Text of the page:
U.S. Defense Secretary Lloyd Austin and Maj. Gen. Eyal Zamir, director general of the Israeli Ministry of Defense, address reporters at Nevatim Air Base, Israel, on Oct. 13, 2023.

U.S. Defense Secretary Lloyd Austin and Maj. Gen. Eyal Zamir, director general of the Israeli Ministry of Defense, address reporters at Nevatim Air Base, Israel, on Oct. 13, 2023. (Chad J. McNeeley/Defense Department)

WASHINGTON — Defense Secretary Lloyd Austin will make a return visit to the Middle East in the coming days — his second in the last two months — to meet with leaders in three countries, including Israel, the Pentagon said Tuesday.

“He will also have an opportunity to meet some of our forces deployed to the region to thank them for their service,” said Air Force Maj. Gen. Pat Ryder, the Pentagon’s top spokesman.

Austin last visited Israel in mid-October just days after the Oct. 7 attack by Hamas militants that killed hundreds of Israeli civilians.

The Pentagon did not provide details of the trip but Ryder said Austin will meet with leaders of Israel, Qatar and Bahrain.

Austin’s latest visit comes at a time of heightened tensions in the Middle East. Various militant groups have stepped up attacks in recent weeks against U.S. forces in the region, especially in Iraq and Syria. Since mid-October, groups aligned with Iran have launched at least 89 separate attacks on U.S. bases in the two countries. The Pentagon said the attacks have caused dozens of minor injuries, but no one has been seriously hurt and none of the bases have been seriously damaged.

“These are dangerous attacks, but they have largely been unsuccessful,” Ryder said. “We will do what we need to do to protect our forces.”

Austin’s trip also follows an escalation of violence on Monday when Houthi rebels in Yemen fired a missile at a Norwegian-flagged fuel tanker in the Red Sea. The missile hit the ship and caused a fire, but no casualties were reported. The Iranian-aligned militant group claimed responsibility for the attack on Tuesday.

The attack on the tanker occurred near the Bab el-Mandeb Strait, a key chokepoint that connects the Red Sea and Gulf of Aden, as well as northern and eastern Africa. The Pentagon said Tuesday that the USS Mason, an Arleigh Burke-class destroyer, was about 100 miles away at the time.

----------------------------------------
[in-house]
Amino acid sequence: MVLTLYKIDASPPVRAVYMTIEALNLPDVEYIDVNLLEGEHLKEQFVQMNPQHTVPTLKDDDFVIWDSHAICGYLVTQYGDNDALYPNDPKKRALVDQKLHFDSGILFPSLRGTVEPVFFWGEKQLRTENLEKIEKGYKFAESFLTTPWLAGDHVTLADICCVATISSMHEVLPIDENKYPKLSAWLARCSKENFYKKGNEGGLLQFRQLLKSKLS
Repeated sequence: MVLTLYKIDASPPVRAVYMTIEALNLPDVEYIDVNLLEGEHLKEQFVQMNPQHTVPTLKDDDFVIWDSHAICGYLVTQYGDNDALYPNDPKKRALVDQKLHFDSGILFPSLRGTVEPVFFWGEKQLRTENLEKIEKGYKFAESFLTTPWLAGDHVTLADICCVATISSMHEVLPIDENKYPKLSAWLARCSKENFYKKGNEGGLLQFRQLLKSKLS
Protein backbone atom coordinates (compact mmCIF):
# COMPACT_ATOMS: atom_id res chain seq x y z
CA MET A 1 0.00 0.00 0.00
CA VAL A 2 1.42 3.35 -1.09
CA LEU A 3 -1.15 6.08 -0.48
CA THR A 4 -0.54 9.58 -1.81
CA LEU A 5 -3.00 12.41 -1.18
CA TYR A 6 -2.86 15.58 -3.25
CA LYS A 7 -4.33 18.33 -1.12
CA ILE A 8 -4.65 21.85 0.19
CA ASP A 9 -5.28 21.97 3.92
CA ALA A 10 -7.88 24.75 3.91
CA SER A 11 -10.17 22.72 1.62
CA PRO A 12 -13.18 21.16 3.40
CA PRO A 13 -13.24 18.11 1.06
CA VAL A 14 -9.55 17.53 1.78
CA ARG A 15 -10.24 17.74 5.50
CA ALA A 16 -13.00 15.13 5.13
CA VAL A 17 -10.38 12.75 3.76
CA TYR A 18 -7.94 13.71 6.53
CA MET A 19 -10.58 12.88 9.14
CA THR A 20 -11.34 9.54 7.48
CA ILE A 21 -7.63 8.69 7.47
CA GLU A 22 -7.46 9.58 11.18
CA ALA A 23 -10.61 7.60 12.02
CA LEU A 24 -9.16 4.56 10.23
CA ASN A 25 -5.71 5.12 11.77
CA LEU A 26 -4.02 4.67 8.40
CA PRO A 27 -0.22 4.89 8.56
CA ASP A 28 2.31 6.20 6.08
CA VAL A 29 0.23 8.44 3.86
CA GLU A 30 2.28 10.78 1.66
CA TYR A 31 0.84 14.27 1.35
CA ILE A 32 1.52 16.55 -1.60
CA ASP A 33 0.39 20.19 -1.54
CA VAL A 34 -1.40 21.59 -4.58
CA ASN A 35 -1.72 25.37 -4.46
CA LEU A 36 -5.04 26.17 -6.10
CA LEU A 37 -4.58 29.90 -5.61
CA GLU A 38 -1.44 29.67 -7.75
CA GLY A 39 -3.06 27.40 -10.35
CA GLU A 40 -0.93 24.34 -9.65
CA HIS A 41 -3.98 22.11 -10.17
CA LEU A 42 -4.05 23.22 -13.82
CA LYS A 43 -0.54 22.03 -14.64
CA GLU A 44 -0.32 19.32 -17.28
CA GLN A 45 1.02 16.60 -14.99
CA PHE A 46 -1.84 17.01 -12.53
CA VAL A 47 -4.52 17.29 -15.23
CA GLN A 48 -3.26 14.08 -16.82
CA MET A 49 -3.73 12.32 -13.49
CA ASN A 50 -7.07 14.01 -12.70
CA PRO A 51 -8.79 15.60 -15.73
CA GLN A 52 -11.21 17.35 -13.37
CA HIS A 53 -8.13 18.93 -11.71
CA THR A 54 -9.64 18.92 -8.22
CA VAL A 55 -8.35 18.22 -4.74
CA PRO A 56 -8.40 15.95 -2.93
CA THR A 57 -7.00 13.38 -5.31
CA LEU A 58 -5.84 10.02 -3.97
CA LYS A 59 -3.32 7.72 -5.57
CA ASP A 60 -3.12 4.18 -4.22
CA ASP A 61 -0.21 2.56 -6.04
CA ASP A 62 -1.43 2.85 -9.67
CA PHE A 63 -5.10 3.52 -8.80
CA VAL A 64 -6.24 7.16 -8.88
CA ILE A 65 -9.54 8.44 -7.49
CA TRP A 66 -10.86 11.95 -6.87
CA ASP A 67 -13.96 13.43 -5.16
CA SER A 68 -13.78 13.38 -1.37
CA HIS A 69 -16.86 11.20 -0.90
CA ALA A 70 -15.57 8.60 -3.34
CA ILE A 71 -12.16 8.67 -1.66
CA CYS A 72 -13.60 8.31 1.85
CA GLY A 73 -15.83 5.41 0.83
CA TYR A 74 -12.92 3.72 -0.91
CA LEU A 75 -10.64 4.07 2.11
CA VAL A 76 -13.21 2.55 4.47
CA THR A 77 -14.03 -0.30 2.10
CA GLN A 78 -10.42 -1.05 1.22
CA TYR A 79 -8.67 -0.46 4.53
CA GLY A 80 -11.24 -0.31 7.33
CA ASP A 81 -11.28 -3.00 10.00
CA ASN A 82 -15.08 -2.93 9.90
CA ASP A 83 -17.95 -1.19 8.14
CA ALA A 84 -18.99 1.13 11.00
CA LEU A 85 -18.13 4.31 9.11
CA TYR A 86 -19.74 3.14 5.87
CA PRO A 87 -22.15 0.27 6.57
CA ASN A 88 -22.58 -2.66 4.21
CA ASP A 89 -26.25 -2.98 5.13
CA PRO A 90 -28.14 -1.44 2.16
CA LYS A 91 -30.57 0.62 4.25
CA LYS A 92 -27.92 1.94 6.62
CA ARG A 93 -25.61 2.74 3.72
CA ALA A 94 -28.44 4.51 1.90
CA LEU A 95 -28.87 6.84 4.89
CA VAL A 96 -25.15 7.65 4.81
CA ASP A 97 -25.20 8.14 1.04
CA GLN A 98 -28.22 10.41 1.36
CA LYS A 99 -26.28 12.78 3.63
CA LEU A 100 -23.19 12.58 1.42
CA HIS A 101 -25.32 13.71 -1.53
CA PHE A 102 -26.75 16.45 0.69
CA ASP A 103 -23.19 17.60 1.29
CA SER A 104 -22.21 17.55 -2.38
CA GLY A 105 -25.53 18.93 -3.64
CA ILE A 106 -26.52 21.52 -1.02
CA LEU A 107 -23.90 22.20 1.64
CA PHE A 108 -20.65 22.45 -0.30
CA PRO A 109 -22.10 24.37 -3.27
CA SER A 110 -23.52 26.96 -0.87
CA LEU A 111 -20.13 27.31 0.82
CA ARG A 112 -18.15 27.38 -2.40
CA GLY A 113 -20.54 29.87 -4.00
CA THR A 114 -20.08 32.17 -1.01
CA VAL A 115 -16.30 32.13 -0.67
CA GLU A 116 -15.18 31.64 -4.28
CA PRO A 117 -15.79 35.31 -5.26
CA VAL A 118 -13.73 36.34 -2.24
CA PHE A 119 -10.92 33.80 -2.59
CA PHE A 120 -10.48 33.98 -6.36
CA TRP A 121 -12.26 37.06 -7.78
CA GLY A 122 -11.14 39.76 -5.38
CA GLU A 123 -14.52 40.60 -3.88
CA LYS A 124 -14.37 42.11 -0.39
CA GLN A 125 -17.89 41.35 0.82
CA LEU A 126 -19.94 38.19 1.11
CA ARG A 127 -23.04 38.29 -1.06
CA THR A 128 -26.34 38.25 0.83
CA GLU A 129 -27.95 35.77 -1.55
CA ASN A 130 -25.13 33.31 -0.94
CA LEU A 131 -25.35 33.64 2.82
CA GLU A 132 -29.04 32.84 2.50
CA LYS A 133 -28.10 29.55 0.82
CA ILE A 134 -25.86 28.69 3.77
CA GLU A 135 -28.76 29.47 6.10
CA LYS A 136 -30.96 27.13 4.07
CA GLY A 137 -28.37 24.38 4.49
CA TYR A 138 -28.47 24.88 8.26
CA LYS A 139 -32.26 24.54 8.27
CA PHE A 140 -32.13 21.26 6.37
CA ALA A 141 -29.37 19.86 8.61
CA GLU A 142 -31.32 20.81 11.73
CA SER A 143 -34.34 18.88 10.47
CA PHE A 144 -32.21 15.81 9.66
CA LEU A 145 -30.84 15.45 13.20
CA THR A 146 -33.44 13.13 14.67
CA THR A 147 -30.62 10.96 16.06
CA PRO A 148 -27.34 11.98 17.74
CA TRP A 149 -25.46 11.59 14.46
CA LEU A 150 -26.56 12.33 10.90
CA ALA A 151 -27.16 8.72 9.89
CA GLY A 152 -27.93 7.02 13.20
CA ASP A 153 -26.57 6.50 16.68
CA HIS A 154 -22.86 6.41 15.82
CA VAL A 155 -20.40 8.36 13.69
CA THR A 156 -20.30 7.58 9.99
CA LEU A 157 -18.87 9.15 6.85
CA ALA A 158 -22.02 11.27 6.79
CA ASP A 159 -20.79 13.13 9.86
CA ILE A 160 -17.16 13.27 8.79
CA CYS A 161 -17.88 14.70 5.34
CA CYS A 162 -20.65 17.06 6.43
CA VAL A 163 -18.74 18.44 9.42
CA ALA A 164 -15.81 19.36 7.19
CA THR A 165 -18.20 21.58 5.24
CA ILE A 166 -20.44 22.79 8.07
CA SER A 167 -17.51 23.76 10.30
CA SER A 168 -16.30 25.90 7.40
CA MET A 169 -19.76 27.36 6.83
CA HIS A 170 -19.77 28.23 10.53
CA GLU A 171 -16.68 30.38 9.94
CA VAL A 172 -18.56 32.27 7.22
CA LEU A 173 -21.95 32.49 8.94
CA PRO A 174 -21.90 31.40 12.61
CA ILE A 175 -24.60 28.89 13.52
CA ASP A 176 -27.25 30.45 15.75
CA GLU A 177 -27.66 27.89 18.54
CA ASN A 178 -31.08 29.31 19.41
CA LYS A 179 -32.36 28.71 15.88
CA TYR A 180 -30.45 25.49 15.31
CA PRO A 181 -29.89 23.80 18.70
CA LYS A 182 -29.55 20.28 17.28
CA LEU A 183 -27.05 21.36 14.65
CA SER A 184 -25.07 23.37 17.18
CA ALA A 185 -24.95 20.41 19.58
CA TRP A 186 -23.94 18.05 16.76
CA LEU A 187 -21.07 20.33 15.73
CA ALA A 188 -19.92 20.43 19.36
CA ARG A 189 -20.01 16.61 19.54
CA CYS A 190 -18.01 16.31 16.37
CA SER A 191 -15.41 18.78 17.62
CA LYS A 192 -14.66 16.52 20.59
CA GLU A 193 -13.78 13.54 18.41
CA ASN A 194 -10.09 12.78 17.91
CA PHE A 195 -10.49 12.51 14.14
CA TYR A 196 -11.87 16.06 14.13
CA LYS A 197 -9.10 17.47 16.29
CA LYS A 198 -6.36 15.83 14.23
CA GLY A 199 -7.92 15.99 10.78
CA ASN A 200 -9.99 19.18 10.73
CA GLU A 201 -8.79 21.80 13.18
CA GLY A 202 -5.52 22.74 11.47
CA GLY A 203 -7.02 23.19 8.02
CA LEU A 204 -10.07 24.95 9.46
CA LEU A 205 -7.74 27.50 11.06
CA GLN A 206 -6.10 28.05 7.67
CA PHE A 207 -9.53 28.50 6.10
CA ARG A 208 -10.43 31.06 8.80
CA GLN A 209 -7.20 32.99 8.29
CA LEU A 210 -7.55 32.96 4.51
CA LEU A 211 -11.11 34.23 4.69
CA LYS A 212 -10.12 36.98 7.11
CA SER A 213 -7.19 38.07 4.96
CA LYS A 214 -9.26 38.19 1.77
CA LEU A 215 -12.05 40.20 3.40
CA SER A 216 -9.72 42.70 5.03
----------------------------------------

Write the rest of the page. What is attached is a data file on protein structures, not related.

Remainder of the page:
“The Mason was prepared to render assistance, but ultimately it was determined that was not required,” Ryder said. “But the Mason did remain in the vicinity of the ship and the area to deter any further aggression.”

The attack on the fuel tanker is the latest show of force by Houthi rebels in Yemen, who have been engaged in a civil war with the country’s government for almost a decade. The Pentagon said U.S. warships have shot down drones and missiles fired by the rebels in Yemen multiple times in recent weeks. Navy Cmdr. Jeremy Roberston, the commanding officer of the USS Carney, another Arleigh-class destroyer, said Saturday that his ship has shot down almost two dozen enemy drones and missiles so far.

Ryder said the United States is now collaborating with partner countries to create a maritime task force to further add stability in the region.

“This is an international problem that requires an international solution,” he said. “We will have more to provide in the near future … but we continue to patrol international waterways throughout the region.”

The White House floated the idea of a possible task force earlier this month after three vessels in the Red Sea were struck by Houthi missiles. The Pentagon has sent additional military forces to the Middle East since the Oct. 7 Hamas attack to protect American troops in the region, deterring other groups from escalating the conflict and providing support to Israel.

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Doug G. Ware covers the Department of Defense at the Pentagon. He has many years of experience in journalism, digital media and broadcasting and holds a degree from the University of Utah. He is based in Washington, D.C.

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